A woman whose research just might help preserve the world’s imperilled reefs has been obsessed with the ocean ever since she can remember.
After growing up as ‘a beach girl’ on the coast of northern New South Wales, Tracy Ainsworth moved to Townsville, Queensland, to study marine biology and aquaculture at James Cook University. She completed a PhD at the University of Queensland in 2008, investigating microbial communities associated with coral suffering disease and stress.
Her innovative research, which investigates whether bacteria, as well as algae, play a significant part in the life of coral, has determined that coral bleaching is a far more complex process than previously believed. Her work has attracted significant international attention, prompting invitations to present her research, undertake further research and be involved in postgraduate teaching at universities around the world.
“Coral reefs are beautiful, diverse, amazing structures and arguably the most beautiful places on earth,” says Ainsworth. “They can range from small areas to massive structures that compare in size to anything humans have managed to build. They are found in environments from the cold, dark depths of the ocean to shallow tropical waters. And all of this is achieved by a coral polyp – a simple basal organism – predominantly in symbiosis with single-celled algae. In surface reefs, the polyps provide algae with a home in return for the sugars created from its photosynthesis. How so much is achieved with so little fascinates me.”
But those amazing structures, which provide habitats for countless species and contribute trillions of dollars to the global economy, are under increasing threat. “Global and ocean warming is occurring and it is negatively impacting our reef systems. Coral reefs in Australia, and worldwide, have been significantly impacted by a myriad of local and global stressors, which are driving them towards collapse,” warns Ainsworth.
In order to save the world’s reefs it is first necessary to understand how coral functions, something that marine science knows surprisingly little about. For example, it had long been believed that the annual summer coral bleaching in the Mediterranean was due to bacteria. But during a six-month stint at Israel’s Tel Aviv and Haifa universities, Ainsworth proved bacteria wasn’t responsible and hypothesised that a range of environmental and physiological changes were causing the bleaching.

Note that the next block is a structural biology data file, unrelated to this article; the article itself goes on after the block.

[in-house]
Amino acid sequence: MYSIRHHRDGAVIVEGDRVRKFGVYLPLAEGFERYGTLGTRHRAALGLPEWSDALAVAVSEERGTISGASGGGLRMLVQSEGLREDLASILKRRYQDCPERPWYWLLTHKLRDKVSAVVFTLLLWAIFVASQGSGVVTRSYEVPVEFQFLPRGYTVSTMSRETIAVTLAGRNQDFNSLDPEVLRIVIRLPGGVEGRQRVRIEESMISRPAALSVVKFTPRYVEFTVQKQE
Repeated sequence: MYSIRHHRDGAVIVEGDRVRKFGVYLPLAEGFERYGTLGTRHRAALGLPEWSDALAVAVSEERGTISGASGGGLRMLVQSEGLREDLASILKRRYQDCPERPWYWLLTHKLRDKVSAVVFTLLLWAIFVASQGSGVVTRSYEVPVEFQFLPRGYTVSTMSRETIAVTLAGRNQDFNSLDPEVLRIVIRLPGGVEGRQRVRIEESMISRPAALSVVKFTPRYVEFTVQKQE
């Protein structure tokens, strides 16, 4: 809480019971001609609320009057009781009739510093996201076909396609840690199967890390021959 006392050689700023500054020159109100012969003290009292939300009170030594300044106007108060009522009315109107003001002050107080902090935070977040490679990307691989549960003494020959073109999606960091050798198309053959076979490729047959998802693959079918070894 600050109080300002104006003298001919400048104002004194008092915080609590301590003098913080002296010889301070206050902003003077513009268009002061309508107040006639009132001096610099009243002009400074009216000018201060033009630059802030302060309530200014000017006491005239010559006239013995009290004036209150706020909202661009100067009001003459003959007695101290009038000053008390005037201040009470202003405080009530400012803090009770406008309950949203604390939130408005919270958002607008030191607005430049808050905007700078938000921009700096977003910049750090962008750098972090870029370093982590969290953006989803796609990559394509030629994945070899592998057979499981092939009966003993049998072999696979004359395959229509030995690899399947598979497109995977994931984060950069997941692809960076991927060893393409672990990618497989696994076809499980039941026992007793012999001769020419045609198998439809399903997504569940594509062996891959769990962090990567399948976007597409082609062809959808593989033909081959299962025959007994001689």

“That was important because it demonstrated that a reef system can change rapidly,” says Ainsworth. “Bacterial drivers may have been involved in previous bleaching events but removing that bacteria didn’t prevent the bleaching event happening. That suggests that there’s no single treatment to protect reefs and that they are complex systems where a single change can result in a myriad of responses happening at any one time.”
Ainsworth’s ongoing research has led to a greater appreciation of the complexity of the interactions that create and animate coral. “My research aims to understand the responses of the coral as whole – animal, algae, microbial consortia – to subtle changes in the environmental conditions and to determine how each component of the system can contribute to long-term health and survival of the reef system.”
But can unlocking these secrets help save the world’s reefs? Ainsworth is cautiously optimistic. “Australian institutions are leading the world in marine research and we are lucky to have internationally renowned researchers working here on improving our understanding and management of reef systems. I do think real-world solutions can be derived from the work myself and others are doing in this area. For example, my work on pre-bleaching stress responses in coral highlights the need to manage stresses long before we see bleaching occurring.
Bleaching indicates the algae have abandoned the coral polyp, and it used to be conventional wisdom that didn’t happen until water temperature reached about 32°C. I discovered that the symbiotic relationship coral has with algae and bacteria begins to break down at temperatures below 30°C. But it has to be realised that coral reefs are massive structures and single treatments are not necessarily logistically possible. Our best hope is to reduce the stress events and aim to provide the best possible environment to aid their recovery at key times.”
If there’s one thing Ainsworth is more passionate about than researching coral, it’s raising public awareness about its ecological, economic and aesthetic significance. “Reefs are extremely important to human populations, and not just as habitats for our fisheries or large contributors to tourism revenue. They show us the beauty and phenomenal capacity of the natural world. So we have an obligation to ensure that future generations are able to benefit from, and marvel at, these systems,” she says.